Kita sekarang tahu bahawa penggunaan kekerasan terhadap penduduk awam cenderung menguatkan tekad untuk berjuang hingga ke akhir. Namun, ia tetap menjadi taktik oleh beberapa orang dan akibat yang diterima oleh kebanyakan orang. Penggunaan senjata nuklear terhadap Jepun bukanlah faktor penentu dalam mengakhiri perang. Ia sudah berakhir.

Selagi pemerintah dan rakyat memilih untuk menerima pembunuhan orang awam sebagai jaminan akibat konflik, kekejaman akan berterusan. Kepuasan diri yang tidak dapat diperiksa mengenai kemungkaran yang tidak dapat dielakkan dari kematian orang awam dalam perang adalah kejahatan moral itu sendiri. Terutama sejak abad ke-20 yang digembar-gemburkan di zaman peningkatan jumlah korban jiwa dalam semua konflik.

Kapten Paul Tibbets (juruterbang Enola Gay) pergi ke kuburnya tanpa menyesal tentang Hiroshima. Sebagai penghargaan, dia bertemu dengan sekurang-kurangnya satu hibakusha (mangsa yang terselamat dari serangan). Tibbets dengan betul menyatakan bahawa semua perang tidak bermoral dan membawa kepada tindakan tidak bermoral. Sebaiknya kita mencari kaedah lain untuk menyelesaikan perbezaan.

Hiroshima hari ini adalah sebuah kota moden yang berkilauan yang agak membisu walaupun lawatan ke Atomic Bomb Dome. Malah muzium peringatan itu tidak menyampaikan betapa ngerinya 6 Ogos 1945 seperti yang dilakukan oleh para saksi. Saya tidak dapat membayangkan seseorang membaca buku ini dan tidak dipindahkan.


Sumber Utama

"Doktor Jepun mengatakan bahawa mereka yang terbunuh akibat letupan itu sendiri mati serta merta. Tetapi pada masa ini, menurut para doktor ini, mereka yang hanya mengalami luka bakar kecil mendapati selera makan mereka gagal, rambut mereka rontok, gusi berdarah. Mereka mengalami suhu 104, darah muntah, dan mati. Didapati bahawa mereka telah kehilangan 86 persen mayat darah putih mereka. Minggu lalu orang Jepun mengumumkan bahawa jumlah kematian Hiroshima telah meningkat menjadi 125,000. " - Dari artikel "Apa yang Mengakhiri Perang," majalah LIFE, 17/9/1945

Artikel ini yang diterbitkan di majalah LIFE adalah kisah saksi mata pertama pengeboman yang didedahkan oleh masyarakat Amerika. Gambaran grafik hanya dapat menimbulkan ketakutan di kalangan masyarakat Amerika. Akaun ini membuat masyarakat mengetahui sepenuhnya tentang kekuatan dan akibat persenjataan nuklear, dan mereka menjadi takut dengan penggunaan senjata nuklear di masa depan. Akaun ini hanya dapat merangkumi kesan jangka pendek bom atom dan kejatuhan nuklear, sehingga ketakutan segera hilang dan menjadi semangat nasionalisme. Namun, setelah kesan jangka panjang menjatuhkan bom atom ke atas Jepun menjadi jelas, perdebatan etika mengenai bom atom menjadi lazim dalam politik Amerika dan perbincangan orang awam. Orang ramai mula mempersoalkan motif dan sains pemerintah secara keseluruhan. Kontroversi berputar, dan terus berputar, sekitar sama ada meletupkan bom atom atau tidak adalah keperluan untuk mengakhiri perang, atau jika itu hanyalah pertunjukan kekuatan ilmiah untuk membezakan Amerika Syarikat daripada musuh-musuhnya sebagai negara unggul. Pada akhirnya, akaun langsung, seperti ini, menimbulkan rasa takut dan tidak percaya kepada ruang awam. Ketidakpercayaan dan ketakutan ini menjadi landasan untuk pergeseran budaya, terutama dengan pendekatan Perang Dingin dan kemajuan ilmiah mengenai kejatuhan nuklear.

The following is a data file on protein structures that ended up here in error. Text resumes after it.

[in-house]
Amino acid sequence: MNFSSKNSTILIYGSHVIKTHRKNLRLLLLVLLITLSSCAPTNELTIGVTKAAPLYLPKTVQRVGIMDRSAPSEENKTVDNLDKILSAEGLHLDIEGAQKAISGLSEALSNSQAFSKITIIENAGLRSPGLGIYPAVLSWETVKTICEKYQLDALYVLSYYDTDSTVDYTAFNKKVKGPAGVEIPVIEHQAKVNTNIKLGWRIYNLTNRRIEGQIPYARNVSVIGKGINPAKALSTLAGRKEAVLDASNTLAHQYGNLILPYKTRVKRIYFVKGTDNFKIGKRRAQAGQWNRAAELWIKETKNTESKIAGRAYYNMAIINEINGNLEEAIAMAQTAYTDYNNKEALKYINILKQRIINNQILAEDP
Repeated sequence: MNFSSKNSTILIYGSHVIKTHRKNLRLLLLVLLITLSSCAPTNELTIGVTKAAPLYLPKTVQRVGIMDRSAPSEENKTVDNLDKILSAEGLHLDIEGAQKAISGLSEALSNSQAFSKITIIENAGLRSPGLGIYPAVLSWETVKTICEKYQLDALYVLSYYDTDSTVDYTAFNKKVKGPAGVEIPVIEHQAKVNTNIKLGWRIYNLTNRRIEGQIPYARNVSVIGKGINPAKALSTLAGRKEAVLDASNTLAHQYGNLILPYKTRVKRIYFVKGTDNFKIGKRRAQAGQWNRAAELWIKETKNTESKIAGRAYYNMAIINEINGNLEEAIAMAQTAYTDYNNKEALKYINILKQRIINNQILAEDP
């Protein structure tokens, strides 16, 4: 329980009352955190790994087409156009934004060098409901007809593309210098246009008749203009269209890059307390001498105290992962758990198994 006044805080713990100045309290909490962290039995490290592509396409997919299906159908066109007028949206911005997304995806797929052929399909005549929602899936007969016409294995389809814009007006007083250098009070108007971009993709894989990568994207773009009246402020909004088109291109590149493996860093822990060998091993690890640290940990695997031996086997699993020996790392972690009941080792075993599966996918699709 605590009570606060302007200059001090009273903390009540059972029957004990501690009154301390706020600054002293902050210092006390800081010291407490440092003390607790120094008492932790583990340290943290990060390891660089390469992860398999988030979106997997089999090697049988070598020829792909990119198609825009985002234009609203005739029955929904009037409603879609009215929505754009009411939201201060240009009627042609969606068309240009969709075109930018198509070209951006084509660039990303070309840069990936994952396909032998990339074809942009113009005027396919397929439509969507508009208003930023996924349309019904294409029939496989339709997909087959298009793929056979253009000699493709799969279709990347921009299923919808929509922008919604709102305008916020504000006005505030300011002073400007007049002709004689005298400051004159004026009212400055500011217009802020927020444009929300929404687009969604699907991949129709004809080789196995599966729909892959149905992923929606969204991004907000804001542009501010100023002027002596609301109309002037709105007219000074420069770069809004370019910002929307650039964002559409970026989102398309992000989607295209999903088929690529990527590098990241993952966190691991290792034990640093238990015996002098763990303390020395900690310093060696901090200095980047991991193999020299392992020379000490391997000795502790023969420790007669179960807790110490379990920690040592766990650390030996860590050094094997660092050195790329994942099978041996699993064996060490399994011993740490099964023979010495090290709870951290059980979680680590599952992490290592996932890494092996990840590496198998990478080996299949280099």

Dokumentari Fallout Informational & # 8211 1955

Dokumentari ini ditayangkan pada tahun 1955, di tengah-tengah Perang Dingin, sebagai video maklumat berjaga-jaga yang memberitahu masyarakat umum tentang bagaimana untuk tetap selamat dan mengelakkan kesan buruk dari kejatuhan nuklear. Seperti yang dijelaskan dalam video, kejatuhan tidak dilokalisasi ke lokasi uji coba di mana senjata nuklear diletupkan, jadi siapa pun dalam radius beberapa ratus batu dari lokasi ujian harus berhati-hati untuk menghindari kejatuhan nuklear. Beberapa langkah keselamatan yang dijelaskan termasuk mendengarkan radio tempatan untuk mendapatkan maklumat terkini mengenai kejatuhan nuklear yang berdekatan, mengelakkan tingkap dan pintu, menggunakan beg pasir untuk mengelakkan kejatuhan memasuki tingkap dan bukaan kecil, dan menyimpan bekalan seperti makanan dan air sekiranya berlaku kejatuhan nuklear menghalang meninggalkan rumah untuk jangka masa yang panjang. Namun, ketika Perang Dingin berlangsung, kekhawatiran mengenai kejatuhan nuklear dan radiasi tidak terbatas hanya pada pengujian senjata nuklear ketika kebimbangan masyarakat tentang perang nuklear juga meningkat. Dokumentari ini adalah usaha untuk menenangkan dan memberi maklumat kepada masyarakat Amerika melalui langkah-langkah keselamatan kecil. Walau bagaimanapun, kejatuhan nuklear tidak dapat dielakkan hanya dengan mengikuti langkah-langkah yang digariskan dalam dokumentari ini, tetapi memberi orang rasa kawalan terhadap situasi yang berbahaya dan menakutkan. Ia juga gagal mengakui bahaya sebenarnya yang boleh menyebabkan kejatuhan nuklear kepada manusia dan alam sekitar. Pada dasarnya, dokumentari ini tidak lebih daripada usaha menggunakan media untuk menenangkan ketakutan masyarakat Amerika ketika Perang Dingin melancarkan dan ancaman perang nuklear sangat terdapat dalam budaya Amerika.